Battery-pack production uses robots to perform diagnostics and remove traces of dirt before placing each cell into the metal casing, a process that’s obviously simpler and less labor-intensive. The cells arrive at Dingolfing in cardboard boxes from Samsung factories in South Korea.
In this small town northeast of Munich, generations of BMW workers have flocked into the giant halls each day since the factory opened in 1967. A straightforward economic arrangement has endured: Workers come through the gates to build cars, the company provides the comfort of security and bonus payments, and everyone maintains a lustrous reputation for excellence.

Related: The Madison School District as General Motors

The Toy Store: The Milton Bradley Big Trak

Paleotronic:

The Milton Bradley Big Trak (also stylised as bigtrak) is a programmable toy resembling a futuristic utility vehicle that could have been used by Moon astronauts or colonists. It has six wheels (two drive wheels), a “photon beam” headlamp and a keypad on top.

Users could program in a sequence of up to 16 commands, with multiple presses of the movement and directional directives combining into single commands, such as “move forward 10” or “turn right 90 degrees”.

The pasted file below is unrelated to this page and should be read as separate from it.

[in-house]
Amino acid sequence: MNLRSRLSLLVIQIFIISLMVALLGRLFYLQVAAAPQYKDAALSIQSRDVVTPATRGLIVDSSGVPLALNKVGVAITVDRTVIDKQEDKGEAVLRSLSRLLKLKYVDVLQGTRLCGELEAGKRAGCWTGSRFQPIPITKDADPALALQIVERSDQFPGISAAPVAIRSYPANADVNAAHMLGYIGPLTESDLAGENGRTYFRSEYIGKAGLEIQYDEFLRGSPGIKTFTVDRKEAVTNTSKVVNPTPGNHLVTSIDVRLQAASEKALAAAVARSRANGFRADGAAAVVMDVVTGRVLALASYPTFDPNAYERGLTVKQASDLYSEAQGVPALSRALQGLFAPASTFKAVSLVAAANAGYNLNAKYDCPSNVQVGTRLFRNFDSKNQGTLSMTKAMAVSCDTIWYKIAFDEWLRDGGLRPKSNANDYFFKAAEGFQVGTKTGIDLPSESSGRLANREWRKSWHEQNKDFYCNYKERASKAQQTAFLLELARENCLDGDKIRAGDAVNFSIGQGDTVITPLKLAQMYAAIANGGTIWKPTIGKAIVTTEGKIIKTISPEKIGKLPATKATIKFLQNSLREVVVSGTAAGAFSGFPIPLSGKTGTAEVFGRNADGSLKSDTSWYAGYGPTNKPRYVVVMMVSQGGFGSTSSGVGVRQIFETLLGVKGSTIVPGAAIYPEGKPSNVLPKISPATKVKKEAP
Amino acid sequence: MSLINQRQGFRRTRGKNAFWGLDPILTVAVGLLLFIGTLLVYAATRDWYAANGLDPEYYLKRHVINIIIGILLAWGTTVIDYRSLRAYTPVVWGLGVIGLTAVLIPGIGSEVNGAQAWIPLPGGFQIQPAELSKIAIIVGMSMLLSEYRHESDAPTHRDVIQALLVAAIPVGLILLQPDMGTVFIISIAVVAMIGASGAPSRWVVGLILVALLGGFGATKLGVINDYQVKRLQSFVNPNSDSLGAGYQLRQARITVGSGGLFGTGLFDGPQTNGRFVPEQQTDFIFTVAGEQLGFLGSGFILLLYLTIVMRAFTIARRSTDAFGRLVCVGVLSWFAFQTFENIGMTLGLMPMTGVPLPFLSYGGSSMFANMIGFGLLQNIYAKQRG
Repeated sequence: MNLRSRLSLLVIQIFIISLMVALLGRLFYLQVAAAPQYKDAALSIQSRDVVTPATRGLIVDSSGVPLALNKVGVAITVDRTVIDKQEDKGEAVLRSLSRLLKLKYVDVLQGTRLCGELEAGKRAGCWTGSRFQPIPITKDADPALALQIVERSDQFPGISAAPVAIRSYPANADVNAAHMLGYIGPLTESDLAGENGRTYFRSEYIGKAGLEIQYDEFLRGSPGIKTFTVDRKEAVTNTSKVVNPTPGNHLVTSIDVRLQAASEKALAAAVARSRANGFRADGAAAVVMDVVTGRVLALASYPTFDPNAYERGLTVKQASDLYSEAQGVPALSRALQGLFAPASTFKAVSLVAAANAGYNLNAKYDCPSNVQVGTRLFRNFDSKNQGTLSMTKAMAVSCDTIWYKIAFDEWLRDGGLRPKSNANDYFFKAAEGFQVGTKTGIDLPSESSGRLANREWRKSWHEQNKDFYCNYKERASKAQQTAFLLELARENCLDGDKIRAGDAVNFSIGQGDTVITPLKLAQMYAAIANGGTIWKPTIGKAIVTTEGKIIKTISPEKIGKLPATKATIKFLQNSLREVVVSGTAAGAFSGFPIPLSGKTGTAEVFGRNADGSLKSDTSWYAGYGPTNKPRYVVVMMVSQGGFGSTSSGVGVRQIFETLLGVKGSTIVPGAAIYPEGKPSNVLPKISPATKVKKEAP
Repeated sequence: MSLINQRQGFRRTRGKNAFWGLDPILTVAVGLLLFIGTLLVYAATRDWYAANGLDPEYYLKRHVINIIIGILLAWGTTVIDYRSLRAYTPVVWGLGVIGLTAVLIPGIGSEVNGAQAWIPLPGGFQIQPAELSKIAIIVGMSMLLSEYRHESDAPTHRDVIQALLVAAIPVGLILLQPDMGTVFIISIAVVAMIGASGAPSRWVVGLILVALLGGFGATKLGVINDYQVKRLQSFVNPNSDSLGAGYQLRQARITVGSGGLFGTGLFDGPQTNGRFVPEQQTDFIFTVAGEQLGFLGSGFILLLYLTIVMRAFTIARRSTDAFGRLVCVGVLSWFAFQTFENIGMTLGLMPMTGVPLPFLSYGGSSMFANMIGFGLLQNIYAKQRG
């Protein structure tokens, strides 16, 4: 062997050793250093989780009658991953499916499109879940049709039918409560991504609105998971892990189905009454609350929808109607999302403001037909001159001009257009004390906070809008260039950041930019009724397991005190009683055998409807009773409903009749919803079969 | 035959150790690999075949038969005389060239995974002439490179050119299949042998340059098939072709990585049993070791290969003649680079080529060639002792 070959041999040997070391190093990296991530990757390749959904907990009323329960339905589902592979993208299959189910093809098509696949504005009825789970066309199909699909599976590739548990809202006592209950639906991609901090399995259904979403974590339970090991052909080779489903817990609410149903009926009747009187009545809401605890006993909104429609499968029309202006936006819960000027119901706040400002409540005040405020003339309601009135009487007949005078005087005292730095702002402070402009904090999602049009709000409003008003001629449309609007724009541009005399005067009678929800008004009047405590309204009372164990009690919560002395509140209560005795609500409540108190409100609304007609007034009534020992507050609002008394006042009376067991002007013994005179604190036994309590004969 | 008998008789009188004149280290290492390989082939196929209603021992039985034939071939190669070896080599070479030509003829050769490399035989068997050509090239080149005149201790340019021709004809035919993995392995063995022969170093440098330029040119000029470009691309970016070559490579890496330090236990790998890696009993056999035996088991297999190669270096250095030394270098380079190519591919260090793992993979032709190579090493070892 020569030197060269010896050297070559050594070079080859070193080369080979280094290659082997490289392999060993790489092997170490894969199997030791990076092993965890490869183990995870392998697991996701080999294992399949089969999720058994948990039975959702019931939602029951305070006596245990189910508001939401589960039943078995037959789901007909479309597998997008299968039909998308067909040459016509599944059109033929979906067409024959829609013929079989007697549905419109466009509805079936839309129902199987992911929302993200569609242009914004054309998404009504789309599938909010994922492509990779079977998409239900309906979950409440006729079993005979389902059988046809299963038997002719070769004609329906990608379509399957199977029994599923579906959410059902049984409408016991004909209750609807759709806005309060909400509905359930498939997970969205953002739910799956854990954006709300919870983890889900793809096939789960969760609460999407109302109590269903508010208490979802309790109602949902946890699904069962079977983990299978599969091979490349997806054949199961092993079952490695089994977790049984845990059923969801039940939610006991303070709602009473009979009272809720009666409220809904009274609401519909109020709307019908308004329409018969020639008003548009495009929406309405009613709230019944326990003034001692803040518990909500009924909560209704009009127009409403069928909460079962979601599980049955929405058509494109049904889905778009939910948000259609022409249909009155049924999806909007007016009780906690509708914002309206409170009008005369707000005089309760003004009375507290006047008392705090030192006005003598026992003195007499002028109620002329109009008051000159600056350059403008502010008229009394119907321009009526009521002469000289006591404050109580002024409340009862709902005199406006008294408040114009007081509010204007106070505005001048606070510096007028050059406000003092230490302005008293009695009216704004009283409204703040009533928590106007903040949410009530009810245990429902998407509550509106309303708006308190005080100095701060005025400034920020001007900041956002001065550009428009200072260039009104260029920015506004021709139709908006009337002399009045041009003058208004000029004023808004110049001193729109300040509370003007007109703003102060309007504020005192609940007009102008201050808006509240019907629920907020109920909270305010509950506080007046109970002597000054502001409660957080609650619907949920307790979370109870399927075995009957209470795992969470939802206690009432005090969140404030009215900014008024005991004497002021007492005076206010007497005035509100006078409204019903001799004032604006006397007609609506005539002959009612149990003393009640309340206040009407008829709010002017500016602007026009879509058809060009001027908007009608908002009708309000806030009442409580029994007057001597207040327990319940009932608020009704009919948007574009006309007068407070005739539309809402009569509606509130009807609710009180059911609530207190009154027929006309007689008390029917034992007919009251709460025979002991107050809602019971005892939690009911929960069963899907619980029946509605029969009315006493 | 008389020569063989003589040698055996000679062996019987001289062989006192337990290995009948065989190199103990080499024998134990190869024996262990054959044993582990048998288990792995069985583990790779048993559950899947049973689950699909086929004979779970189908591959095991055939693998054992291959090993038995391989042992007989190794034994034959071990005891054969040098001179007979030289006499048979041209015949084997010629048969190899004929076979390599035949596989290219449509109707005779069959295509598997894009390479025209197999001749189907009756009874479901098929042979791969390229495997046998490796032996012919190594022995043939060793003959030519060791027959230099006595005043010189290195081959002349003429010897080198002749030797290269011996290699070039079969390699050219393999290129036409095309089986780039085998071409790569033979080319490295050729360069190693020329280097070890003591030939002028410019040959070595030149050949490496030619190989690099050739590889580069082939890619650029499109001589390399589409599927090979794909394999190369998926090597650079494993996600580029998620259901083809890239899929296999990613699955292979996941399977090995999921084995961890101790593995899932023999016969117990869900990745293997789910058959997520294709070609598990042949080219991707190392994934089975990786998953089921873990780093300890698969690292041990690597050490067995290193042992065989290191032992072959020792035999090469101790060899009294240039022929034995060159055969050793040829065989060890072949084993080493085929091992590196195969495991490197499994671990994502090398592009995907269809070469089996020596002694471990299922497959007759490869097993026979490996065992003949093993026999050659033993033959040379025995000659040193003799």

China’s rural students continue to enjoy favorable college admission policies

xinhua:

Students from China’s rural and poor areas will continue to enjoy favorable policies when they apply for major universities in 2019, according to a circular released by the Ministry of Education Tuesday.

The poverty-stricken counties entitled to special enrollment plans will continue to enjoy such policies in 2019, even if they have already shaken off poverty, the circular said.

With disparities in teaching standards among different regions, high school graduates from underdeveloped areas are at a disadvantage in the competition for a spot in the country’s major universities.

However, Chinese education authorities have rolled out favorable policies for students from remote rural areas in recent years as the country eyes higher education’s role in poverty relief.

Most bullying happens away from adults. This Wisconsin school teaches kids to step in.

Rory Linnane:

On a winter day last school year, Ashley Jenkins noticed a defeated look on a student’s face. She pulled him aside. With three words, she might have saved his life: “Are you OK?”